Over time, as you prove the value of your work, you’ll create stronger advocates for that value. Engineers, testers, and product people with more UX knowledge will be in a better place to contribute towards desirable user outcomes.

Better alignment enables better productivity

If you’ve worked for a while in a centralized model you’ve probably experienced a time when a person or group complained about “not being brought in early enough”.

To fix this, everyone probably agreed that in the future they should be involved at a certain point more consistently. But this is only a half measure that avoids really fixing the problem — a systemic lack of alignment.

With an embedded team, you don’t have to spend any time thinking about when to include certain people. Everyone that’s necessary for doing the work is “in” all the time.

This means less time selling, looping people in, and getting approvals and more time getting things done.

Your department can spend more time on the things that matter

If you support the same team indefinitely, then you significantly reduce the friction that comes along with any type of intake process. Teams don’t need to petition you for every individual ask since you’re already aligned to them.

Managers can spend less time checking in with people about their capacity and shuffling them from project to project. The effort previously spent on logistics and project management can be realigned to enabling and empowering individual designers.

Addressing common concerns

These are some legitimate and a few not-so-legitimate concerns that one might have with an embedded model, but even the legitimate ones can usually be mitigated.

What if we don’t have enough designers to support all of the teams?

  1. Splitting a single designer across multiple teams indefinitely doesn’t totally count as embedding but it’s still probably a lot better than shuffling them around all the time.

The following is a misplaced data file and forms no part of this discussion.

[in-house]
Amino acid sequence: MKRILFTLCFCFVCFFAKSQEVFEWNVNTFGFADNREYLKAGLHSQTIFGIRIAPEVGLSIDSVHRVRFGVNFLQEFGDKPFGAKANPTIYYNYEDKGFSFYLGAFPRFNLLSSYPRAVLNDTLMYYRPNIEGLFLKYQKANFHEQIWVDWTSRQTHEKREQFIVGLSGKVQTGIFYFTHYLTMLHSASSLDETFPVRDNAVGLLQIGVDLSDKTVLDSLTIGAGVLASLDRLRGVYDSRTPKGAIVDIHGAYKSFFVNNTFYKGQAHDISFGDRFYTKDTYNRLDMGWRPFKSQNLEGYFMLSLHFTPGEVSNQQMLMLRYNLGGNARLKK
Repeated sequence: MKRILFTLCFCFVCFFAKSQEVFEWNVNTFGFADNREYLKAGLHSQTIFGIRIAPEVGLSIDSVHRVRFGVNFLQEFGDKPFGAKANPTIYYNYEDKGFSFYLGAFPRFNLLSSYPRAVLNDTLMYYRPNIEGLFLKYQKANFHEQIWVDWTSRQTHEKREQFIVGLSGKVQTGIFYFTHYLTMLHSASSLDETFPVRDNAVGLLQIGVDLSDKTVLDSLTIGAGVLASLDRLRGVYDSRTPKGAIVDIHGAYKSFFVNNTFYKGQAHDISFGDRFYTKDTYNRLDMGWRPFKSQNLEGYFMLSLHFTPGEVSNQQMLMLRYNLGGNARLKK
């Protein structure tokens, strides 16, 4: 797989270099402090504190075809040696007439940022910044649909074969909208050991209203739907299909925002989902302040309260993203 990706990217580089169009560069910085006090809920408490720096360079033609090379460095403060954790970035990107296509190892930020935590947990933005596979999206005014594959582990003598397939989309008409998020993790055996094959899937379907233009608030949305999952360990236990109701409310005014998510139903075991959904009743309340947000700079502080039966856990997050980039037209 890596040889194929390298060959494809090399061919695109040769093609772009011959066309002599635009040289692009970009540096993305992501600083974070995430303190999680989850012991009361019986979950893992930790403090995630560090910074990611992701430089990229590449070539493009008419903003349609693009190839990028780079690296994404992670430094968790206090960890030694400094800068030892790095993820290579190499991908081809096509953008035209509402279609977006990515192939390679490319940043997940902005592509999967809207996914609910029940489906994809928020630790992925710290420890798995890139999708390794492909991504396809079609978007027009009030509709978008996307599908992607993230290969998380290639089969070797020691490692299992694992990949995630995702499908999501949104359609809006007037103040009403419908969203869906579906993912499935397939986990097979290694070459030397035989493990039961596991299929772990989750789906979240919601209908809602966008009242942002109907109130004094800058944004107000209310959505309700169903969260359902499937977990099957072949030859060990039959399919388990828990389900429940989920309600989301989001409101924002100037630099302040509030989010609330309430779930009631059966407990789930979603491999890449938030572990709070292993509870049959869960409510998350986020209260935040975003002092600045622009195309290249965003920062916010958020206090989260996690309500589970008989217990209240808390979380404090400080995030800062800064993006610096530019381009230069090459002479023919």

2. You don’t have to embed all at once. You can start with one team and see if you get better outcomes. If you do, then you have a strong case for hiring more designers for the other teams!

What if the teams don’t have enough work for a full time designer?

If UX design is only a very occasional need and rarely a blocking dependency then you may not need an embedded designer, but I think this is pretty rare for most product teams.

If it happens frequently then it may be a clue that the teams were not properly built around supporting full stack features or products in the first place.

More often, you’ll hear this concern expressed when there is a significant amount of UX work that actually would be a blocking dependency, but there is skepticism that the work will really take up 100% of someone’s time.

Even supposing that the workload hasn’t been underestimated, these arguments still don’t hold up.

A designer with more “down time” has the bandwidth to do things like explore a broader set of options, do additional research, or look further into the future.

They can make more robust prototypes. They can lean in to other types of work like backlog management, process improvement, or product strategy.

They can use the extra time to contribute beyond their immediate team (like contributing to a design system, running a training, or critiquing someone else’s designs).